In case of intraperitoneal rupture of a SAA, the patient presents with acute abdomen and hypovolemic shock[22,23]. In those case SAA rupture may be sudden, or can take place in two stages, which occurs in 20 to 25% of cases. “Double rupture” is a well described manifestation for intraperitoneal bleeding of true SAA, with a first, short, plugged bleeding into the lesser sac followed by more conspicuous bleeding into the peritoneal cavity.
Until now, only one case of recurrent intragastric bleeding from a true but small (< 3 cm) SSA was reported. In their experience, De Silva et al described the case of a young patient who presented with a first massive episode of UGIB and abdominal pain, followed by recurrent intragastric bleeding with initial negative EGD. The patient had a prolonged intermediate stable period, with a certain delay in making diagnosis followed by sudden circulatory collapse and savage laparotomy.
Giant true SAAs with penetrating fistula to stomach are extremely rare and fatal events. Our patient presented a sudden massive UGIB. The emergency endoscopy detected recent signs of bleeding and a gastric lesion with uncommon features, in relation to negative past medical history of the patient. Endoscopic haemostatis with glue injection was performed to guard against any trouble re-bleeding and an urgent CT angiography was carried out for further investigation, leading to the diagnosis of a giant SSA.
A few similar cases of prompt diagnose of SAA were reported: A case of double rupture of a splenic artery pseudoaneurysm, with negative EGD and ultrasono-graphy. Another case of a SAA was suspected by Tannoury et al after seeing during endoscopy a submucosal non-pulsatile gastric lesion. Boschmann et al reported a case in which an abdominal ultrasound scan was crucial to suspect a SAA in a patient with recurrent GI bleeding.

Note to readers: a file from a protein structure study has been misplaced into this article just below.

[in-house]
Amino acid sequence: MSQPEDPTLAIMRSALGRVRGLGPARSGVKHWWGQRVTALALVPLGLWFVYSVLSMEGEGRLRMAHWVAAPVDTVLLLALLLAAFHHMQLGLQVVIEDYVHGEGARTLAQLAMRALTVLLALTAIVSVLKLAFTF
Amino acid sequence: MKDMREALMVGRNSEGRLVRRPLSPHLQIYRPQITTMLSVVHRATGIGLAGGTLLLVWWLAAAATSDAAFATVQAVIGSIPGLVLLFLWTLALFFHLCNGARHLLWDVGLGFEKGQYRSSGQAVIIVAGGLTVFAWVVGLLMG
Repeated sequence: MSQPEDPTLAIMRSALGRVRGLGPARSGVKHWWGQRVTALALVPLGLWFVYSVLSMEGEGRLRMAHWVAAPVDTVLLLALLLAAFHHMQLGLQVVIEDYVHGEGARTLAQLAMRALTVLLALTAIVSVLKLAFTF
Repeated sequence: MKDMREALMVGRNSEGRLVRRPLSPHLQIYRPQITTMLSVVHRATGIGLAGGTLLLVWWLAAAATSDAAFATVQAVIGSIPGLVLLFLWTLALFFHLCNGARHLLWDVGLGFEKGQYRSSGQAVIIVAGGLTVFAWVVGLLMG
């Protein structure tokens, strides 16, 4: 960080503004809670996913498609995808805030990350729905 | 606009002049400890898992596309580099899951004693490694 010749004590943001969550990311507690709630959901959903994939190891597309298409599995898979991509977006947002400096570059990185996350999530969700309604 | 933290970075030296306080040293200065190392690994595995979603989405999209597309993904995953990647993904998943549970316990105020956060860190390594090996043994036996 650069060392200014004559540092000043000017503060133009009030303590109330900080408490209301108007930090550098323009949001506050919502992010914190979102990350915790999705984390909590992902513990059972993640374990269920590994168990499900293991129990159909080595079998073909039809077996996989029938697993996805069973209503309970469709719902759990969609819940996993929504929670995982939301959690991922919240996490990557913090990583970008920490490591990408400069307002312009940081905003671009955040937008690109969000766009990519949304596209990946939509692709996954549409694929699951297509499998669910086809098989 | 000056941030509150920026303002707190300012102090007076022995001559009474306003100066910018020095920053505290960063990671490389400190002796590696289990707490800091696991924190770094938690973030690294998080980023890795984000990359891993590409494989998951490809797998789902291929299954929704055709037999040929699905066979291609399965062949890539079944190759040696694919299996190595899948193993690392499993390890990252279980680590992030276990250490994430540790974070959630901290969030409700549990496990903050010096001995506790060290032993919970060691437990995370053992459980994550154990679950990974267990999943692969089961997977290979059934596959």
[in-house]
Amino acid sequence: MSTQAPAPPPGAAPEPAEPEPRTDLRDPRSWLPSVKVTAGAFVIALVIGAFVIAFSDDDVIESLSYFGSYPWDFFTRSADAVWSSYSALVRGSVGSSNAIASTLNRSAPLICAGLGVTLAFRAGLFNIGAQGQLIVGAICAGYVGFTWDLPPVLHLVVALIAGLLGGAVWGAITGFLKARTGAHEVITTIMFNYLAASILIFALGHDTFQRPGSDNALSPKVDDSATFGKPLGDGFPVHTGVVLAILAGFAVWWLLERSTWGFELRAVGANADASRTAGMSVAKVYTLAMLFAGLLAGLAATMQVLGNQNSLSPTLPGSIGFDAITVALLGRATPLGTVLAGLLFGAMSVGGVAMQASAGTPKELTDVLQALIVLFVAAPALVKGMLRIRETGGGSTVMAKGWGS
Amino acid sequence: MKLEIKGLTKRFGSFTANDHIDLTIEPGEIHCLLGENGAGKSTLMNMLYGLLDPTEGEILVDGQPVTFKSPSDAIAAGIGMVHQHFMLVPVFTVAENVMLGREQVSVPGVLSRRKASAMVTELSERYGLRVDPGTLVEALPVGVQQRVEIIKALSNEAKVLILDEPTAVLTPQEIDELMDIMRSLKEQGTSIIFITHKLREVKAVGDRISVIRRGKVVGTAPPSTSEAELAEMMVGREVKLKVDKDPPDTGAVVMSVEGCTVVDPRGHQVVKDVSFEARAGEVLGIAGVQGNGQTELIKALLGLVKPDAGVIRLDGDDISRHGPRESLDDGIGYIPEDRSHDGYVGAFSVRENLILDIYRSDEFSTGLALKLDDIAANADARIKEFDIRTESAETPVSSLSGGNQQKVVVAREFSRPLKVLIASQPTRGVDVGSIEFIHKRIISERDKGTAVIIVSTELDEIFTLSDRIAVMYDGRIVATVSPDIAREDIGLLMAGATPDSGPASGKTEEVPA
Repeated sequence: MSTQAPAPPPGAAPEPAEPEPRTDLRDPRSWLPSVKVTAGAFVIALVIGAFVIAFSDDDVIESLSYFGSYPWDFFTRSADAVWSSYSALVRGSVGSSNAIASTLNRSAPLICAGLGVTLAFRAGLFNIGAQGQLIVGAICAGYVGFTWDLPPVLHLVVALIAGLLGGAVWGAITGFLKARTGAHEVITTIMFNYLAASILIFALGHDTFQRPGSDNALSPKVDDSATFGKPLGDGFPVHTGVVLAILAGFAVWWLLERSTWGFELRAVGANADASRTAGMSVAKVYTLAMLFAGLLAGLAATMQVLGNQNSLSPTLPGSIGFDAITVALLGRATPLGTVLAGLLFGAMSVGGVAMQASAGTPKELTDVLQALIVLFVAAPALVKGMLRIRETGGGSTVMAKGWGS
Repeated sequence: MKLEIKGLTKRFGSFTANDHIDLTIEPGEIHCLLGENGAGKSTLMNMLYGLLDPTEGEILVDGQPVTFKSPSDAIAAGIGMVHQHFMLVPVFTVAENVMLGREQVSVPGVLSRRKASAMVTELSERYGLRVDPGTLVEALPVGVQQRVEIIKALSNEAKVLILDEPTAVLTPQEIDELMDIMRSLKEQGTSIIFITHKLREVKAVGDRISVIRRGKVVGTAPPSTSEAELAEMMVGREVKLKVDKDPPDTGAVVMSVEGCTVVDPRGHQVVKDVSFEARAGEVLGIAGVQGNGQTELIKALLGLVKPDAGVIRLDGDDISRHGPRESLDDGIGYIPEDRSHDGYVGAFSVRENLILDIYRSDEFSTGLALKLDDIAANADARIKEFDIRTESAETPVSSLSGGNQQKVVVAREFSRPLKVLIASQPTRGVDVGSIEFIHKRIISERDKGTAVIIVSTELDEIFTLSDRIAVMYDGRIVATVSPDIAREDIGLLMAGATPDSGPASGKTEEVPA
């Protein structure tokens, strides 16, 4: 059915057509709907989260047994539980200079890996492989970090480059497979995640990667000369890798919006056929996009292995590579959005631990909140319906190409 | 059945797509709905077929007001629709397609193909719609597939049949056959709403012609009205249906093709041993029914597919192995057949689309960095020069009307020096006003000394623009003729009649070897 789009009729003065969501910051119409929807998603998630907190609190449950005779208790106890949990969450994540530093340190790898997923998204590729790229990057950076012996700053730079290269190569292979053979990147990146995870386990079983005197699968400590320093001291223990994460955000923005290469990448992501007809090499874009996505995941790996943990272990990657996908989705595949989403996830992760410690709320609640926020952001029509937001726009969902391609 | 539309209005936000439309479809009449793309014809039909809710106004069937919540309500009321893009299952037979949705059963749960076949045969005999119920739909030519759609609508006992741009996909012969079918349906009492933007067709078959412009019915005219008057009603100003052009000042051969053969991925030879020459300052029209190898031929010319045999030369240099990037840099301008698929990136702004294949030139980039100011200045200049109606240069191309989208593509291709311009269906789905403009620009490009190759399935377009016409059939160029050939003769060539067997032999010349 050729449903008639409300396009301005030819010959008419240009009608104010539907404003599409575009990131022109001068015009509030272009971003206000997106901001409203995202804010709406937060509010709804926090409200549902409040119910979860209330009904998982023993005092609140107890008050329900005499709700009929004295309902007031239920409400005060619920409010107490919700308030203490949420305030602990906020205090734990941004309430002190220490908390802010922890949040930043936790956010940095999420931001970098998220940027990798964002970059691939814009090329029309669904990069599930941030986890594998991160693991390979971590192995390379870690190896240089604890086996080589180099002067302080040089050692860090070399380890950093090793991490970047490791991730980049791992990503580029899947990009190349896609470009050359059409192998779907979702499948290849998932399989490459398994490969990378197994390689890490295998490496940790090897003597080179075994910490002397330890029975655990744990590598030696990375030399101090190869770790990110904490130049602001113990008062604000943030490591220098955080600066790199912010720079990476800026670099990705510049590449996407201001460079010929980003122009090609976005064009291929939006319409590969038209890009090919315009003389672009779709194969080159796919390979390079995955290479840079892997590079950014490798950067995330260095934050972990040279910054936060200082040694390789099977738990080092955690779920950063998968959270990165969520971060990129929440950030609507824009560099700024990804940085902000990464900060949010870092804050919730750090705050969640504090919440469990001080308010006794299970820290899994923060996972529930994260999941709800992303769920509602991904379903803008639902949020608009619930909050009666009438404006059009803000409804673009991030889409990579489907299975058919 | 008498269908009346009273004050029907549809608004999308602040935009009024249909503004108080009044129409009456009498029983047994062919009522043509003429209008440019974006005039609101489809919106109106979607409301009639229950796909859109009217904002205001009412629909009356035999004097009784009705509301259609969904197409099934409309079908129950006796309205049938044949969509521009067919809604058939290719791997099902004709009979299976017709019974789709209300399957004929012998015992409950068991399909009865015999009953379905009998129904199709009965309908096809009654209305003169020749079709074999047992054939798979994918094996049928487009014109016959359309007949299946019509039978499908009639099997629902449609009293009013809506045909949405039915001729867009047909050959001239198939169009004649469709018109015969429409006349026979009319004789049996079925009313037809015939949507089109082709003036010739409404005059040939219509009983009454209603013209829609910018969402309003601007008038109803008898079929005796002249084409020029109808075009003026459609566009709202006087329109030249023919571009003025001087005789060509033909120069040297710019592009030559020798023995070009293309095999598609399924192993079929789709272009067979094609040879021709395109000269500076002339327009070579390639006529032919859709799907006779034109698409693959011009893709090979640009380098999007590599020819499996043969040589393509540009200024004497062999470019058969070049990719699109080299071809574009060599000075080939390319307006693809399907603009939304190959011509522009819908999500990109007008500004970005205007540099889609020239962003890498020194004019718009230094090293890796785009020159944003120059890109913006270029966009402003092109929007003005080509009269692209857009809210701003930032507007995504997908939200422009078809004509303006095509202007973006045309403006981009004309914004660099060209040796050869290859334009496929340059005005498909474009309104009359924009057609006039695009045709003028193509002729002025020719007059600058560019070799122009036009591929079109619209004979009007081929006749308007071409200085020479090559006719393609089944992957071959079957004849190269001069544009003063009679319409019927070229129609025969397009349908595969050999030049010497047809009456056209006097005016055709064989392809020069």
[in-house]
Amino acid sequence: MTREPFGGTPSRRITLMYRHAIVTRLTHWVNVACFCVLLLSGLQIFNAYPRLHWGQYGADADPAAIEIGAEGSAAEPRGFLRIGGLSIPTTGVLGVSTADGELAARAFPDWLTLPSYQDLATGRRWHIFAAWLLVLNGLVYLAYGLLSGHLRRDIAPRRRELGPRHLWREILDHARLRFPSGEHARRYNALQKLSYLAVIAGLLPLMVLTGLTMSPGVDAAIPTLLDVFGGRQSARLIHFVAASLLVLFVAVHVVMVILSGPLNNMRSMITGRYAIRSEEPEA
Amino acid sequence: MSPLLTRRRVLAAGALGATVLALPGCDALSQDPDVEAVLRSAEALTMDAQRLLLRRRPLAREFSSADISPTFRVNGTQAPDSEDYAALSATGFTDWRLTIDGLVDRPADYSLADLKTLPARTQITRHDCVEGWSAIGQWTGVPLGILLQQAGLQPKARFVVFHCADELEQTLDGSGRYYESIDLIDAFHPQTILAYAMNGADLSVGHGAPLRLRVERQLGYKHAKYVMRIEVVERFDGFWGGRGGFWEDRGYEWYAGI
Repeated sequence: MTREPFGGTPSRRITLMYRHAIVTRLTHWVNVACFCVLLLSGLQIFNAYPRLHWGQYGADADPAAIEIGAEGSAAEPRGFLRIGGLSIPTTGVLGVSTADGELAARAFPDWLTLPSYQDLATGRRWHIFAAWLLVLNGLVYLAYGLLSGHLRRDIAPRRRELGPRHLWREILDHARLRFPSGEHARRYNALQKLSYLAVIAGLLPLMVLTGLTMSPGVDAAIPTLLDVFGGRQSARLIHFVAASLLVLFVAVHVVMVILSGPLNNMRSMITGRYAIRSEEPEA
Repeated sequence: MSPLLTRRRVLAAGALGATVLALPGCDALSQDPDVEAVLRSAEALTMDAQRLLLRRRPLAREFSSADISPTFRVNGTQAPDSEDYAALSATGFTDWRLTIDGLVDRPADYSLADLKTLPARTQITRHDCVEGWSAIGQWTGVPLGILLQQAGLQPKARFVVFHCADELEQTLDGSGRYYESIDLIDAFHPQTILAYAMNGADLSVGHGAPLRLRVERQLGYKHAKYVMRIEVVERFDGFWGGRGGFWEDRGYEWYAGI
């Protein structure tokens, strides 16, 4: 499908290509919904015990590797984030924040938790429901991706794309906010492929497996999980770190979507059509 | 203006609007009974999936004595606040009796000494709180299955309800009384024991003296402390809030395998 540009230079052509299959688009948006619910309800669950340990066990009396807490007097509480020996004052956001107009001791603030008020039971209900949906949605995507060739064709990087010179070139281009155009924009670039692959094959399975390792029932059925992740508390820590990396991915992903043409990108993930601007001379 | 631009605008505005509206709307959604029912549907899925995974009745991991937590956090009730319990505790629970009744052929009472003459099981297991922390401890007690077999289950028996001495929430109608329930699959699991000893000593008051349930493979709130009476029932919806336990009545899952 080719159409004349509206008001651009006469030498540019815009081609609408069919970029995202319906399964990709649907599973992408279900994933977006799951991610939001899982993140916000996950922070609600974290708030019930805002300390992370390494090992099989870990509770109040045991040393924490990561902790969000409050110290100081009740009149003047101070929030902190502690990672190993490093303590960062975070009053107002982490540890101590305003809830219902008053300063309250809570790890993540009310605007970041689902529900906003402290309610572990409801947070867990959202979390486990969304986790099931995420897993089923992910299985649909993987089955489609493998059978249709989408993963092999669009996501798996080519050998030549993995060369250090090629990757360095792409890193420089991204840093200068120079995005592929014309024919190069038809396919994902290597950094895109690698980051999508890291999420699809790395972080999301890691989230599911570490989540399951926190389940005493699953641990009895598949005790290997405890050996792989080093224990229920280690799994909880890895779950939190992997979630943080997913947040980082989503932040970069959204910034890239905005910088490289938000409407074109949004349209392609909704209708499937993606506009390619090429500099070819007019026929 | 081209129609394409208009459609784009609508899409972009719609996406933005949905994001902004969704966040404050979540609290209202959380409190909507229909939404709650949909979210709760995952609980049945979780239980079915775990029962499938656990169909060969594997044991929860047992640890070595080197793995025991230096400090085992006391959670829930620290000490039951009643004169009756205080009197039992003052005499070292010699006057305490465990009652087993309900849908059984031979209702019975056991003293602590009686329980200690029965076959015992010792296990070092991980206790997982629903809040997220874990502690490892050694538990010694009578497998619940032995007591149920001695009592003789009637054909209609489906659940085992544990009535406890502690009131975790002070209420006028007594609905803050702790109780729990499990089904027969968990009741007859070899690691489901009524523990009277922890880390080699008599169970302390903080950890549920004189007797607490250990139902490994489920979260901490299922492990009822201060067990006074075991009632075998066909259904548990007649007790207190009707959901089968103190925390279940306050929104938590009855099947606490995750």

Nowadays, no common guidelines are available for the management of SAA. Level 1 evidences are not available since the disease is rare, so the majority of studies are retrospective and with few patients. Small (< 2.0 cm) and asymptomatic SAAs can be followed up with radiological imaging. Asymptomatic true aneurysms exceeding 2 cm in size are at a high risk of rupture, and so treatment is recommended[29-34]. Pseudoaneurysms should be treated because their risk of rupture is not related to their size. Treatment is necessary for SAA that are growing rapidly, symptomatic, or ruptured.
Treatment options include open surgical, laparoscopic, endovascular or percutaneous transabdominal repair. The endovascular techniques most used include embolization with or without stent, thrombin or Gelfoam injection, administration of glue, plug placement, particle injection. Usually, in giant SAA, this can be a pre surgical treatment, in order to reduce the intra operative risk of bleeding.
Surgical intervention is the most commonly described treatment modality for giant SAA in literature, with an overall success rate (98%) comparable to that of recent series[11,30]. This approach is particularly indicated in treating aneurysms that cause mass effect, hemodynamic instability, in case of artero-venous fistula presence or concomitant other complications. The size and local anatomy of giant SAA, however, create possible difficulties in surgical treatment. First, vascular control of the proximal splenic artery is difficult to obtain and necessitates additional maneuvers, to gain retroperitoneal access to the celiac trunk. Second, giant SAAs can be usually associated with fistula formation or tight adherence to adjacent organs, which request further visceral resection as in our reported case.
The laparoscopic approach has recently been reported to be a safe and feasible treatment in SAA management; it gives the advantages of lower morbidity, shorter procedure and hospital stay when compared with open surgery. Nonetheless, it has rarely been used for management of giant SAA in emergency setting[38,39].